In 2022 we witnessed financial markets around the world being disconcerted by the prospect of higher interest rates, as central banks attempted to contain rising levels of inflation. For 2023 there are a number of moving parts that shape my view, the most important of these being the outlook for inflation and how this will affect consumer demand. I remain of the view that inflation is a multi-year problem, but would not be surprised to see the headline rate fall in the first half of 2023. We may have already seen the peak in the headline rate in the US and would expect to see a peak in the UK and Europe in the next three months.

Last spring commodity prices, especially oil and natural gas, spiked higher as the war started in Ukraine and therefore, year on year, they are likely to be materially lower in spring 2023. That does not change the long term outlook for a sustained period of inflation running above the 2% target driven by wages, shelter, food, healthcare and travel cost rises; and the fact that central banks will be likely to continue raising interest rates until there is a clear trend back towards this target level.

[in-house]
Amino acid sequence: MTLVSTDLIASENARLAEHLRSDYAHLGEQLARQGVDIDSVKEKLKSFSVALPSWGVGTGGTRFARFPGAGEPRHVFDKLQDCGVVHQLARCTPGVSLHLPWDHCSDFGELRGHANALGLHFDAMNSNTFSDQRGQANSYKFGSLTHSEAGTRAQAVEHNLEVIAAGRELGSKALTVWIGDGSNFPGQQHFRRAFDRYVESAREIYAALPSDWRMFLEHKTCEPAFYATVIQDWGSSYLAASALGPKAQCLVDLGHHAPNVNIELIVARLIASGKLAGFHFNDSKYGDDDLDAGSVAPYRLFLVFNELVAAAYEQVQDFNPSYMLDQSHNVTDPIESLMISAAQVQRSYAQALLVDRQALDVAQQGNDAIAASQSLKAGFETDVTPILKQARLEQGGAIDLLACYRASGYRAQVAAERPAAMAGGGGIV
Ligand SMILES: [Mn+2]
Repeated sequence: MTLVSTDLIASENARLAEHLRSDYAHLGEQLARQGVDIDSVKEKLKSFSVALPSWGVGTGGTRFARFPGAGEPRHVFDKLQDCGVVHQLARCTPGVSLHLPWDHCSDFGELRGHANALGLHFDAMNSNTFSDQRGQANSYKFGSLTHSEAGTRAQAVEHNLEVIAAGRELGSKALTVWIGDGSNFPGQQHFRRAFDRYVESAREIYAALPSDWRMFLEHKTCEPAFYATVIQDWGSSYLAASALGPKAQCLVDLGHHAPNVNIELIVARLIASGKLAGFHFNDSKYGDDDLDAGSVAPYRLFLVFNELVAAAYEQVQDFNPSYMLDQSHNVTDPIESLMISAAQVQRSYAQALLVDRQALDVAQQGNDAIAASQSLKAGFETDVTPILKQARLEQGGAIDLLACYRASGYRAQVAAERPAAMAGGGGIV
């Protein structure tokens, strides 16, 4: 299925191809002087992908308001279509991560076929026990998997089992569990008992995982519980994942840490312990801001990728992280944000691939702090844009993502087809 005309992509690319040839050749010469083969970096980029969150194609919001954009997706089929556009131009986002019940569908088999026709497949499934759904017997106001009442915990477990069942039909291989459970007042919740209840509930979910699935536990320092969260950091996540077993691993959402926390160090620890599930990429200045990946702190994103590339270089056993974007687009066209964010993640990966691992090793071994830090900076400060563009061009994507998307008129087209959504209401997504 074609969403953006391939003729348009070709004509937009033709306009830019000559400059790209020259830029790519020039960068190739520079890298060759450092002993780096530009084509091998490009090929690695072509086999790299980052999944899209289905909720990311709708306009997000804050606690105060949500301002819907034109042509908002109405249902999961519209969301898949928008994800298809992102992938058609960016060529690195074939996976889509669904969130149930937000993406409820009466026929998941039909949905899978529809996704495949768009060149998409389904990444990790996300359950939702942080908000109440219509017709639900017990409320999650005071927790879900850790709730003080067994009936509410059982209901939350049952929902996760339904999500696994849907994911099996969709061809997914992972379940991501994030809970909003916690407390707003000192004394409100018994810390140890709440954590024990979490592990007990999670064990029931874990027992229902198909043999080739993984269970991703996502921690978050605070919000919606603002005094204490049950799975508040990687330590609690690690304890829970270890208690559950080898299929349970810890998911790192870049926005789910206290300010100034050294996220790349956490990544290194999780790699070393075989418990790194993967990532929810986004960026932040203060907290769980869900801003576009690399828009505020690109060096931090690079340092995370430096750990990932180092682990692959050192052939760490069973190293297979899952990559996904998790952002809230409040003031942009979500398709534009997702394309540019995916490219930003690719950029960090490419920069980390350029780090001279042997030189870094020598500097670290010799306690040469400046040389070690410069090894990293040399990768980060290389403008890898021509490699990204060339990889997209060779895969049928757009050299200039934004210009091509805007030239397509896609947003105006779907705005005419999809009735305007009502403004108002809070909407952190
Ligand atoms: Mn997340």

It does however suggest that we might see a short term peak in the outlook for interest rises. This in turn will provide some relief to asset prices and stability to the lending markets, whether for residential property or at a corporate level. There are signs that rising interest rates are affecting economic activity, with growth slowing in many countries. But many companies appear reluctant to shed labour and if the labour market continues to be tight (due to geopolitics, demographics and deglobalisation) and wage growth accelerates further, there is the potential for further waves of inflation in the future. Against this background, companies may struggle to meet profit expectations if they do not improve productivity and this fall in economic activity could further reduce rate expectations at the same time.